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PyHook Tutorial

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Contents

Monitoring Global Input with pyHook

The pyHook library wraps the low-level mouse and keyboard hooks in the Windows Hooking API for use in Python applications. This short tutorial demonstrates how to set keyboard and mouse hooks, what information is available about events, and how to pass or block events.

System Requirements

  • Windows 2000 or later (low-level hooks are not supported in earlier versions of Windows)
  • Python 2.4 or later
  • Mark Hammond's PyWin32 library (formerly known as win32all extensions)
  • pyHook 1.4 or later

Message Pump

Any application that wishes to receive notifications of global input events must have a Windows message pump. The easiest way to get one of these is to use the PumpMessages method in the Win32 Extensions package for Python.

import pythoncom 
pythoncom.PumpMessages()

When run, this program just sits idle and waits for Windows events. If you are using a GUI toolkit (e.g. wxPython), this loop is unnecessary since the toolkit provides its own.

Mouse Hooks

To receive mouse events, you must create a HookManager object and provide it will callbacks for the events in which you are interested. For instance, you can elect to receive only left button down events, only right button up events, only movement events, or all mouse events to name a few. Each event type can be directed to one and only one callback function.

import pythoncom, pyHook 

def OnMouseEvent(event):
    # called when mouse events are received
    print 'MessageName:',event.MessageName
    print 'Message:',event.Message
    print 'Time:',event.Time
    print 'Window:',event.Window
    print 'WindowName:',event.WindowName
    print 'Position:',event.Position
    print 'Wheel:',event.Wheel
    print 'Injected:',event.Injected
    print '---'

# return True to pass the event to other handlers
    return True

# create a hook manager
hm = pyHook.HookManager()
# watch for all mouse events
hm.MouseAll = OnMouseEvent
# set the hook
hm.HookMouse()
# wait forever
pythoncom.PumpMessages()

For a complete list of supported callbacks, see the properties of the HookManager class in the pyHook API documentation.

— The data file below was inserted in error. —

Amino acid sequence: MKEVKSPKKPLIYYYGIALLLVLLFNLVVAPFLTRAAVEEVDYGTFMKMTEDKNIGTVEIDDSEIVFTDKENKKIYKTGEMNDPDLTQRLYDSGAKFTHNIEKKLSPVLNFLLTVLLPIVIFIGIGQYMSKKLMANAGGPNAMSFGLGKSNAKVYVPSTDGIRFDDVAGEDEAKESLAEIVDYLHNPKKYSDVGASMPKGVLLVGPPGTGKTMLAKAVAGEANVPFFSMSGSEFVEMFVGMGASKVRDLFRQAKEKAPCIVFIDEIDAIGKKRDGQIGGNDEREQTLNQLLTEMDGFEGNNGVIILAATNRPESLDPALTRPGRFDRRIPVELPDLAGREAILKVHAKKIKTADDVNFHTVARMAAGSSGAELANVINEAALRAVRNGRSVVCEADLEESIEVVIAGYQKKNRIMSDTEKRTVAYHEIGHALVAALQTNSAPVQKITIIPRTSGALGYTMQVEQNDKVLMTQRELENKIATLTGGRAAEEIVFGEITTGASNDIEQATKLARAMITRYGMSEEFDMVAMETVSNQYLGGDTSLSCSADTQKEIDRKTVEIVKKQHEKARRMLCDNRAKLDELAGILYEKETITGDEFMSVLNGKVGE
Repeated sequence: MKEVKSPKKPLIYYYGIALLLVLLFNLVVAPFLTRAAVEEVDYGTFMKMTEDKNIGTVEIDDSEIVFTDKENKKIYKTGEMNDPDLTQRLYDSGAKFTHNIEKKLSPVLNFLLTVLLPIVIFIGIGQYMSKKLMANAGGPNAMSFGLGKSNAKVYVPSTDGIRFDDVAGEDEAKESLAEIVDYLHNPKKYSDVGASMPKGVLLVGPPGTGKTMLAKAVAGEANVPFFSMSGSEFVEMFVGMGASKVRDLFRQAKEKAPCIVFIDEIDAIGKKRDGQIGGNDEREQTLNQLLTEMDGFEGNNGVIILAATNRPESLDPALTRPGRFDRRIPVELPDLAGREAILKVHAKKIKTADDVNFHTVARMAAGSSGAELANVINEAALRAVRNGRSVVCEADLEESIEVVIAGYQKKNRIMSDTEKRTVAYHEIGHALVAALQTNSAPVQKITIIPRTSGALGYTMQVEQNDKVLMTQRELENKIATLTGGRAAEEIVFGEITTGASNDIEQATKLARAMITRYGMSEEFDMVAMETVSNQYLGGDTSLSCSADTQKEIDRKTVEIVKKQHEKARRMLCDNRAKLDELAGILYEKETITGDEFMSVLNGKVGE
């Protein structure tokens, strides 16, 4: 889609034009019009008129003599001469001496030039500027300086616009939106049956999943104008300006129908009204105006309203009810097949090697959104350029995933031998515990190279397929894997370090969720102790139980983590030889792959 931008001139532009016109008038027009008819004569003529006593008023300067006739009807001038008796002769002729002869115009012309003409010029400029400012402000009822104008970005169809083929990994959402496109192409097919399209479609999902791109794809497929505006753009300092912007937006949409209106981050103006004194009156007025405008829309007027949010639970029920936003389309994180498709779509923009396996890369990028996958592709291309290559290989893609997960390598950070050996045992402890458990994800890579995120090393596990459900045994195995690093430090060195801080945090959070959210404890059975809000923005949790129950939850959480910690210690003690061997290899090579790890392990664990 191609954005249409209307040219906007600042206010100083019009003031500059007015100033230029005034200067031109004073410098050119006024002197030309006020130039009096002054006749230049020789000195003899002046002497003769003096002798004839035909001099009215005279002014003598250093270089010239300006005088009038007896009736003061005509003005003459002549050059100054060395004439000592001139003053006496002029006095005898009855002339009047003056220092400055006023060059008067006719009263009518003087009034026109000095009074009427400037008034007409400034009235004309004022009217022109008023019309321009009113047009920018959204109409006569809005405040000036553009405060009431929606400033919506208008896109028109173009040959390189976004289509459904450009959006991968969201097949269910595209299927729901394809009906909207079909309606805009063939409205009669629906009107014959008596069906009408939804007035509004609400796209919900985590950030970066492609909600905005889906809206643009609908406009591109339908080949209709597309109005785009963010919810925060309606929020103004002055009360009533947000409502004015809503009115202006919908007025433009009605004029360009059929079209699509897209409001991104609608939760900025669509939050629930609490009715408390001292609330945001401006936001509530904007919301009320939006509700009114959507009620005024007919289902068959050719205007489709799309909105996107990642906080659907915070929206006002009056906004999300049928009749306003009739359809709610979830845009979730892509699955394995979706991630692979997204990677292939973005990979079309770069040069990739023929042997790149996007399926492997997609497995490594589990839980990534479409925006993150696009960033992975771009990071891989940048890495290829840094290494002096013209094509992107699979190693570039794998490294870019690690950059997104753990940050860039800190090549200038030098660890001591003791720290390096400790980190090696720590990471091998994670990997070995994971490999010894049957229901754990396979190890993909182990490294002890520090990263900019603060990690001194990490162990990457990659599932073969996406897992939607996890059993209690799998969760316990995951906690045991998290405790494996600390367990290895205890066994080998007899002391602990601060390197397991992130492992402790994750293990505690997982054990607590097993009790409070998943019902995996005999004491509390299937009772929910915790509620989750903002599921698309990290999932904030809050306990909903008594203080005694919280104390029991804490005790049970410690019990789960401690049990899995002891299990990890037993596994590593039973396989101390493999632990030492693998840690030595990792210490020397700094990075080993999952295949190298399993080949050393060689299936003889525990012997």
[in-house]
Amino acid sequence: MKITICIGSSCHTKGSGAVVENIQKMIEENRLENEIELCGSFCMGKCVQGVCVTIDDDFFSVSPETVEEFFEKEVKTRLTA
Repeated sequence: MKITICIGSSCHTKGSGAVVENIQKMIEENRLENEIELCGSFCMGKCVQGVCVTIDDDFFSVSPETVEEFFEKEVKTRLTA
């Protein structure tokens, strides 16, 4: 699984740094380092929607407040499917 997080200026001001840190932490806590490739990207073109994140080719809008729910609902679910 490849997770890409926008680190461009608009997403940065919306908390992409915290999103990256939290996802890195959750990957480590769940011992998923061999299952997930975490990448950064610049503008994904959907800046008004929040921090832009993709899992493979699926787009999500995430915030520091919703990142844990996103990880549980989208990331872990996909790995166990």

Keyboard Hooks

Keyboard hooks work in the same manner as mouse hooks, but return different information.

import pythoncom, pyHook 
 
def OnKeyboardEvent(event):
    print 'MessageName:',event.MessageName
    print 'Message:',event.Message
    print 'Time:',event.Time
    print 'Window:',event.Window
    print 'WindowName:',event.WindowName
    print 'Ascii:', event.Ascii, chr(event.Ascii)
    print 'Key:', event.Key
    print 'KeyID:', event.KeyID
    print 'ScanCode:', event.ScanCode
    print 'Extended:', event.Extended
    print 'Injected:', event.Injected
    print 'Alt', event.Alt
    print 'Transition', event.Transition
    print '---'
 
# return True to pass the event to other handlers
    return True
 
# create a hook manager
hm = pyHook.HookManager()
# watch for all mouse events
hm.KeyDown = OnKeyboardEvent
# set the hook
hm.HookKeyboard()
# wait forever
pythoncom.PumpMessages()

Event Filtering

Callbacks for key and mouse events can decide whether or not to allow the event messages to pass to the windows for which they were intended. If a callback function returns True, the message is allowed to pass to callbacks registered by other applications and then onto its destination. If the function returns False, the message is blocked.

import pythoncom, pyHook 
 
def OnKeyboardEvent(event):
  # block only the letter A, lower and uppercase
  return (event.Ascii not in (ord('a'), ord('A')))
 
# create a hook manager
hm = pyHook.HookManager()
# watch for all mouse events
hm.KeyDown = OnKeyboardEvent
# set the hook
hm.HookKeyboard()
# wait forever
pythoncom.PumpMessages()

Not all key and mouse events can be blocked. For instance, pyHook allows the Ctrl-Alt-Delete combo as is suggested by the Windows hooking documentation. (This behavior could be changed by hacking the pyHook C extension so it doesn't play as nicely.)

Timing

If a callback function does not return in a timely manner, the event is automatically forwarded along the hook callback chain, and, if no other callback blocks it, onto the destination window. Therefore, as little processing as possible should be done in a callback. Instead, the callback should add events to a queue for later processing by an application and quickly decide whether or not to block the message.

References

This tutorial introduces the basics of the pyHook library. Please refer to the full pyHook API documentation for more information.

Credits

The original author of this tutorial is Peter Parente, and the original location of it is here: http://mindtrove.info/articles/monitoring-global-input-with-pyhook/

It has been moved to the pyHook project space to consolidate all the documentation in one place.

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